A: A strong record-keeping system is a must. Make sure you have a place where you store your receipts and invoices. This can either be paper files or electronic files, but I'm partial to electronic. Raise your hand if you're terrible at organization. Oh, I see you back in the back. It's okay, Shoeboxed is a great service that can help you keep your files together. You get prepaid envelopes a la Netflix to stuff with your crumpled-up receipts and business cards. Send it in to Shoeboxed and they scan it and upload it for you. You can retrieve your data in a wide variety of formats to do with it at you please. Staying organized is the key to staying on top of the financial health of your business.
If you don't want to hire a bookkeeper for your business, you can DIY by signing up for an online bookkeeping service to keep your finances in check. I've heard great things about Outright (free for 30 days, then $10/month). Outright, and services like it, are well worth the minimal investment, and simpler than traditional bookkeeping software. It will even calculate your estimated quarterly tax payments.
Q. Let's talk about pricing. How do I know I'm charging the right amount from a business standpoint?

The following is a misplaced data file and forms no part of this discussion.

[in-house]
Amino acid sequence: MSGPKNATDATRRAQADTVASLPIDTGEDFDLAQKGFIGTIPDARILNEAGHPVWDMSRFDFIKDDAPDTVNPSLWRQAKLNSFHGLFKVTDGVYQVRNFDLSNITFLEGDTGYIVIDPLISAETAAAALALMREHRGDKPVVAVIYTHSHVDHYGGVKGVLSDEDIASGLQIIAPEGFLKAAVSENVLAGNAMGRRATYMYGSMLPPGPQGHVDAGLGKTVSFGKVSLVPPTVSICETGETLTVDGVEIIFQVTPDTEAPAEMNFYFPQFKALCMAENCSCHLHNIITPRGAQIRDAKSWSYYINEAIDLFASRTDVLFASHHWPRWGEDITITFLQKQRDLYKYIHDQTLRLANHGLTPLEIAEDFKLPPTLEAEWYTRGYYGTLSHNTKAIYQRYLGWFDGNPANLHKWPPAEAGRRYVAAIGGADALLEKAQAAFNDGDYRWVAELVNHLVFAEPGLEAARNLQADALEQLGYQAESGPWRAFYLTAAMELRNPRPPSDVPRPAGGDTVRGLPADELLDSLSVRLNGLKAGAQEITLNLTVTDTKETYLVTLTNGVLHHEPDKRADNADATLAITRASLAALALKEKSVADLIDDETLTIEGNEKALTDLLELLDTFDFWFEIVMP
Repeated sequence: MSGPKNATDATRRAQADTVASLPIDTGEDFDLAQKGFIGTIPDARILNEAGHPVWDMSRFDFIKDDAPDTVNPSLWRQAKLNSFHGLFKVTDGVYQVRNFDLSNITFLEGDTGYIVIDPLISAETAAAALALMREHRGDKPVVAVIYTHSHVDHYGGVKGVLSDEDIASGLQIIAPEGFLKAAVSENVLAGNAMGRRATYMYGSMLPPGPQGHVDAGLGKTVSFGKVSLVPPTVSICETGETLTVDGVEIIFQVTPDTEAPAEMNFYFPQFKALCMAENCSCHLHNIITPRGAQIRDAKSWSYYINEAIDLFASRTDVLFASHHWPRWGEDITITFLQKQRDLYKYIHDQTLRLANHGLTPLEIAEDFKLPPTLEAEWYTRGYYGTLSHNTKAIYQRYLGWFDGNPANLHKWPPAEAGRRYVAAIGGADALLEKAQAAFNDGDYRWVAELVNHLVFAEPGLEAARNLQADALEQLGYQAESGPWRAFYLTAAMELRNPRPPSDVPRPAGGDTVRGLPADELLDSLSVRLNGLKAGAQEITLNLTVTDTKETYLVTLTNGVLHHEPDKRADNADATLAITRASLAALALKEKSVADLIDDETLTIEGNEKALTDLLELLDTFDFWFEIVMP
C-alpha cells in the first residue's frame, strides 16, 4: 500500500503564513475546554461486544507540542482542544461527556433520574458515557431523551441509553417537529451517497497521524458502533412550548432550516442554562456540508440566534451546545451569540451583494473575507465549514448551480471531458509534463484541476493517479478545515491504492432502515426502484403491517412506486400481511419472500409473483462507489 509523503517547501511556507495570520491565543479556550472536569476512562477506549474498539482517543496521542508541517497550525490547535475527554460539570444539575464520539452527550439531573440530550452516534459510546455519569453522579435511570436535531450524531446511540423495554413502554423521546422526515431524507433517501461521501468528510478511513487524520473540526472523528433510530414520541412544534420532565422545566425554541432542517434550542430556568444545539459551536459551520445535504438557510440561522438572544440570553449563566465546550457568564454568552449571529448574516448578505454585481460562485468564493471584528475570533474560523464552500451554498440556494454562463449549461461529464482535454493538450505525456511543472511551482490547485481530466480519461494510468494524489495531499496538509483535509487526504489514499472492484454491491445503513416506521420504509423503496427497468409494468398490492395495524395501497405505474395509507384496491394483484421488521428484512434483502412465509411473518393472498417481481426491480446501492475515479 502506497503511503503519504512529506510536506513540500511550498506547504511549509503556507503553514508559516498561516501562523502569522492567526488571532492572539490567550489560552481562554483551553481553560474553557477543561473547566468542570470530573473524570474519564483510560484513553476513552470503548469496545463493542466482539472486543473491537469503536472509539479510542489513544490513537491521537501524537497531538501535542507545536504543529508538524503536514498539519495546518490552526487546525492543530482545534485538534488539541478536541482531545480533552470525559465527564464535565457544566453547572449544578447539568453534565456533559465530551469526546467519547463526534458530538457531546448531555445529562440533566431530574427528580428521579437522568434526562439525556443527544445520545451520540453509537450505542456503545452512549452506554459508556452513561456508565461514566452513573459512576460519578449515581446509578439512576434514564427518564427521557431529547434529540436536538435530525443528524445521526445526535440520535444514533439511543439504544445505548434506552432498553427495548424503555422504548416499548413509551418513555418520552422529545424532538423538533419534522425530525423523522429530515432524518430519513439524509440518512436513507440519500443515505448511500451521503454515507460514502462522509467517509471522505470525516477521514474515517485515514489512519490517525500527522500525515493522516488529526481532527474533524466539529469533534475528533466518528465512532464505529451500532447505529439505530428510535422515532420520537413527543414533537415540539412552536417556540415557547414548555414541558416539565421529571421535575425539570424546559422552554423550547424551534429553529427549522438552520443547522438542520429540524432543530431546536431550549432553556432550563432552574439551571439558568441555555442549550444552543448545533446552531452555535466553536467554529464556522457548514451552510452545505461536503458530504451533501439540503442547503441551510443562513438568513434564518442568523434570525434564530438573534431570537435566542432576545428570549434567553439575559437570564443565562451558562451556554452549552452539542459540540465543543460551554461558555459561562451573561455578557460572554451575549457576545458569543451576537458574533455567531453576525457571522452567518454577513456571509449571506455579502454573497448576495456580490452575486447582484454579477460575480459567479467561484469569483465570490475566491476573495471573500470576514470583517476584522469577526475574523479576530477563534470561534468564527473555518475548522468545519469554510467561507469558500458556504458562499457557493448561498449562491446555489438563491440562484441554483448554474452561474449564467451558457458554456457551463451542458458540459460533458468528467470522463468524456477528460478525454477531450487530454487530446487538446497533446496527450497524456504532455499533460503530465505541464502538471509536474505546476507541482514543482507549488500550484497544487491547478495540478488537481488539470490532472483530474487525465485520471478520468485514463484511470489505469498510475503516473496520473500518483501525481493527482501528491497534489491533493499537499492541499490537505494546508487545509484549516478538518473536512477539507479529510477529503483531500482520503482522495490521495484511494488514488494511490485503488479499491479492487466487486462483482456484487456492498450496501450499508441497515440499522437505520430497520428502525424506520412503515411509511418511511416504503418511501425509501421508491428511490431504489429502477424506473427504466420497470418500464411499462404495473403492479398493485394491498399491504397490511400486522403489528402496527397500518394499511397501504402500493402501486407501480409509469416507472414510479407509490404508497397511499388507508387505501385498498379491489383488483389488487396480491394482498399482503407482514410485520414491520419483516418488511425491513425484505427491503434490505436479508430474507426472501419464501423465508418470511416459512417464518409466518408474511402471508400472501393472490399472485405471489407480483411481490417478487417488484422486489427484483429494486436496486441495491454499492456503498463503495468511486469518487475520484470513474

A: Let's tackle this question in two parts: theoretical and practical. A price says a lot about your product. It communicates to your customers the value of your product. If you have a higher-priced item than the market average (and your quality matches), customers will tend to see your product as a luxury item. That can be a great marketing technique.
On the flip side, many handmade producers try to compete with Big Box prices thinking that if they are competitive on price, more buyers will be attracted to them. However, this doesn't tend to be sustainable over the long haul due to a fancy economic term called "economies of scale" (hey, wait! please don't stop reading, I promise I won't bring up any more nightmares from your high school Econ class!) Economies of scale simply means that as the quantities of the items that are produced increase, the cost to produce the item decreases. Even simpler, the more you make, the less it costs. And that's how Big Box stores have their super low prices. As you know, you're not a Big Box and you only make a limited number of items as a small/handmade business; thus, you have to charge a higher price to stay in business.